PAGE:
To Luz Metz, another immigration attorney and actor in “The Detention Lottery,” the characterization of immigrants as dangerous criminals does not reflect what she sees in her practice.

“Our current government is demonizing immigrants. And it’s not true. People come to this country looking for better opportunities,” Metz said. “People come because they are suffering, because they are fleeing violence, crimes, and poverty.”

O’Donnell realized that these individual stories of crisis had the potential to touch people in a way traditional forms had failed to do for years. She created “The Detention Lottery” as a game when she realized that her PowerPoint presentations on immigration law were not making the impact she wanted to see.

Today, after turning her game into an interactive theater experience, she says can barely sit through a presentation anymore. O’Donnell said her audience now responds with emotion instead of apathy.

Audience members who are playing detainees receive their scripts and the back stories of their characters. (Photo by Abigail Leong)

At the end of the March 7 show, immigration attorney Melissa Campos asked the audience to shout out words to describe what they had just experienced.








O’Donnell said this kind of emotional response was typical of what she saw in her audiences.

“Surprise, shock, anger at the coldness of the system, complete disgust at the way that the system does not explain itself to the most vulnerable. Those were some of the most frequent reactions we got.” O’Donnell said. “And also — what can I do?”

This crucial question came up about halfway through the question and answer session at St. Joseph Catholic Church.

“What can we do about it other than screaming and yelling about how un-American this is?” one audience member asked the panel of lawyers.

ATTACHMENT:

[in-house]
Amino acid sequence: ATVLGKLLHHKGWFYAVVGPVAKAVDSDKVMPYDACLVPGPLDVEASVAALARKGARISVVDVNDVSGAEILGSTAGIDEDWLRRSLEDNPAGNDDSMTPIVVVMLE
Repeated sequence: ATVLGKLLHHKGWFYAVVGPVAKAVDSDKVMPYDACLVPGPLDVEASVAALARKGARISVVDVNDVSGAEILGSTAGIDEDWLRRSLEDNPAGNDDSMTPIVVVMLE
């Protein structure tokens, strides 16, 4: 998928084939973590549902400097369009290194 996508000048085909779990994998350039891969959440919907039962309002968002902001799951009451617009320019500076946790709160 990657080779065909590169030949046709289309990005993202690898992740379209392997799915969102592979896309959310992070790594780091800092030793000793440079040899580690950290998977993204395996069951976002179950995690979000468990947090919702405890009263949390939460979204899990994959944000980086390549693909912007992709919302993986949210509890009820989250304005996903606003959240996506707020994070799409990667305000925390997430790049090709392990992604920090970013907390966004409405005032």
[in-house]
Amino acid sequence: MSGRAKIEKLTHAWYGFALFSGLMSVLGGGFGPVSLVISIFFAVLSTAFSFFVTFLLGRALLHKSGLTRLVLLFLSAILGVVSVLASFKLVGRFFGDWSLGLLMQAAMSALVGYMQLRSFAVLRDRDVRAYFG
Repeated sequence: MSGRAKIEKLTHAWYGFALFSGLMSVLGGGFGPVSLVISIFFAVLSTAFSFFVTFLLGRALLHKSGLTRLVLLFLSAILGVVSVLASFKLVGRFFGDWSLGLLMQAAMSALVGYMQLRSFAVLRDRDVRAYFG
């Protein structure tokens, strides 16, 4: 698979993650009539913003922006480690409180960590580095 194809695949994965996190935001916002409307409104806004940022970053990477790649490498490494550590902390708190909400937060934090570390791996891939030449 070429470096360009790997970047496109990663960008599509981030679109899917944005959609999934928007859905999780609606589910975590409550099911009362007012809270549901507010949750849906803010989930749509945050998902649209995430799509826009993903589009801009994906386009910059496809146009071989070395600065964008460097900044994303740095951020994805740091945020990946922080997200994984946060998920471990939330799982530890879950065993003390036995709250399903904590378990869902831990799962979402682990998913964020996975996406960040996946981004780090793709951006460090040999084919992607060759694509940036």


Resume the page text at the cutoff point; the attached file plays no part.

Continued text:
According to O’Donnell, the “What can I do?” question is really the goal of the play. The immigration attorneys responded to the question with calls to vote and support their favorite local nonprofits.

Immigration attorney Melissa Campos addresses the audience during a post-show panel of “The Detention Lottery.” (Photo by Abigail Leong)

In this way, they see how theater has a powerful potential to motivate audiences to activism.

“People are so overwhelmed by information and data everyday,” Baroni said. “But when we use theater, it just moves us at a much deeper, tangible, visceral level.”

Dave Berner was one of the people who played a detainee in last June’s showing of “The Detention Lottery.” He played Crisanto Ocampo, a detainee with severe mental illness who was deported for entering a residence he confused for his own.

“Just depicting this young man gave you a sense of what it was like to be helpless,” Berner said. “Because he couldn’t defend himself; he had no idea what was going on.”

Nancy Holmes, who was in the audience at “The Detention Lottery,” is a detention center volunteer who has visited the southern border to welcome asylum-seekers. Even with her experience with immigration, seeing the show changed how she viewed the people she had welcomed.

“We would cheer them as they were coming and in our minds were thinking, ‘Yay, you’ve made it.’” Holmes said. “Seeing ‘The Detention Lottery’ really brought home what a minefield it is to navigate that asylum process.”